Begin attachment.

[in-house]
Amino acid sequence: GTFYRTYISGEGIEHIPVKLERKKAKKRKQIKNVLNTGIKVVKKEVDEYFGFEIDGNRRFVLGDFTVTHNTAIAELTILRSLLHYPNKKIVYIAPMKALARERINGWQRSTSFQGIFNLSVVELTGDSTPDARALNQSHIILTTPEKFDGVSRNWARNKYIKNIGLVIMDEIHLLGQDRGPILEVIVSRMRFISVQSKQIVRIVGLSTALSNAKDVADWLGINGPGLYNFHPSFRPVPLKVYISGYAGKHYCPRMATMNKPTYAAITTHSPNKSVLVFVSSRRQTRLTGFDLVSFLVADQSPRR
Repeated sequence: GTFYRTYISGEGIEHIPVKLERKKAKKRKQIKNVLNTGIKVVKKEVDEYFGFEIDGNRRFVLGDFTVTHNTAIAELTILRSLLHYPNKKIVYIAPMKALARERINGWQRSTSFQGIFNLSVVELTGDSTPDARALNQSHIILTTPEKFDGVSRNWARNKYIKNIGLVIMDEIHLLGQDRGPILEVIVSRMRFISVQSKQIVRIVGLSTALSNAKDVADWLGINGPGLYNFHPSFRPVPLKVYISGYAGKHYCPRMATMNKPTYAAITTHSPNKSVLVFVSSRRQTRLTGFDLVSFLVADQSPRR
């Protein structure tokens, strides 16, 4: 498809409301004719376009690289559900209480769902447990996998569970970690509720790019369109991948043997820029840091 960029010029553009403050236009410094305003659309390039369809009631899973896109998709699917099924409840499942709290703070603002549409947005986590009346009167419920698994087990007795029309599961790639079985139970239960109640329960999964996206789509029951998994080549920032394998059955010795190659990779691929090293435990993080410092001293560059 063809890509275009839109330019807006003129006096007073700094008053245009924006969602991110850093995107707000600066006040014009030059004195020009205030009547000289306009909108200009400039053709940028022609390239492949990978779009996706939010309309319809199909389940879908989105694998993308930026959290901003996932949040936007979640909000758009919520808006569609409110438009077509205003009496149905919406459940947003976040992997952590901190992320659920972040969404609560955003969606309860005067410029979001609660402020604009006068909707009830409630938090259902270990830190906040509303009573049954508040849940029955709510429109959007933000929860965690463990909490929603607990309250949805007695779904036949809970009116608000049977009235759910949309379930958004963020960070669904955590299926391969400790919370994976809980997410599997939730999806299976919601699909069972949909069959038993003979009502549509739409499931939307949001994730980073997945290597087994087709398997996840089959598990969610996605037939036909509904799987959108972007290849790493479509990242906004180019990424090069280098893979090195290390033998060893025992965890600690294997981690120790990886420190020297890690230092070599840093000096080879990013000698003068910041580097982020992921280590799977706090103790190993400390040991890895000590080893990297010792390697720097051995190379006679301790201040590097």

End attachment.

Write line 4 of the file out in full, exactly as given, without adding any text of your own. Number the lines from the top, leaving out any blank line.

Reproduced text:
């Protein structure tokens, strides 16, 4: 498809409301004719376009690289559900209480769902447990996998569970970690509720790019369109991948043997820029840091 960029010029553009403050236009410094305003659309390039369809009631899973896109998709699917099924409840499942709290703070603002549409947005986590009346009167419920698994087990007795029309599961790639079985139970239960109640329960999964996206789509029951998994080549920032394998059955010795190659990779691929090293435990993080410092001293560059 063809890509275009839109330019807006003129006096007073700094008053245009924006969602991110850093995107707000600066006040014009030059004195020009205030009547000289306009909108200009400039053709940028022609390239492949990978779009996706939010309309319809199909389940879908989105694998993308930026959290901003996932949040936007979640909000758009919520808006569609409110438009077509205003009496149905919406459940947003976040992997952590901190992320659920972040969404609560955003969606309860005067410029979001609660402020604009006068909707009830409630938090259902270990830190906040509303009573049954508040849940029955709510429109959007933000929860965690463990909490929603607990309250949805007695779904036949809970009116608000049977009235759910949309379930958004963020960070669904955590299926391969400790919370994976809980997410599997939730999806299976919601699909069972949909069959038993003979009502549509739409499931939307949001994730980073997945290597087994087709398997996840089959598990969610996605037939036909509904799987959108972007290849790493479509990242906004180019990424090069280098893979090195290390033998060893025992965890600690294997981690120790990886420190020297890690230092070599840093000096080879990013000698003068910041580097982020992921280590799977706090103790190993400390040991890895000590080893990297010792390697720097051995190379006679301790201040590097």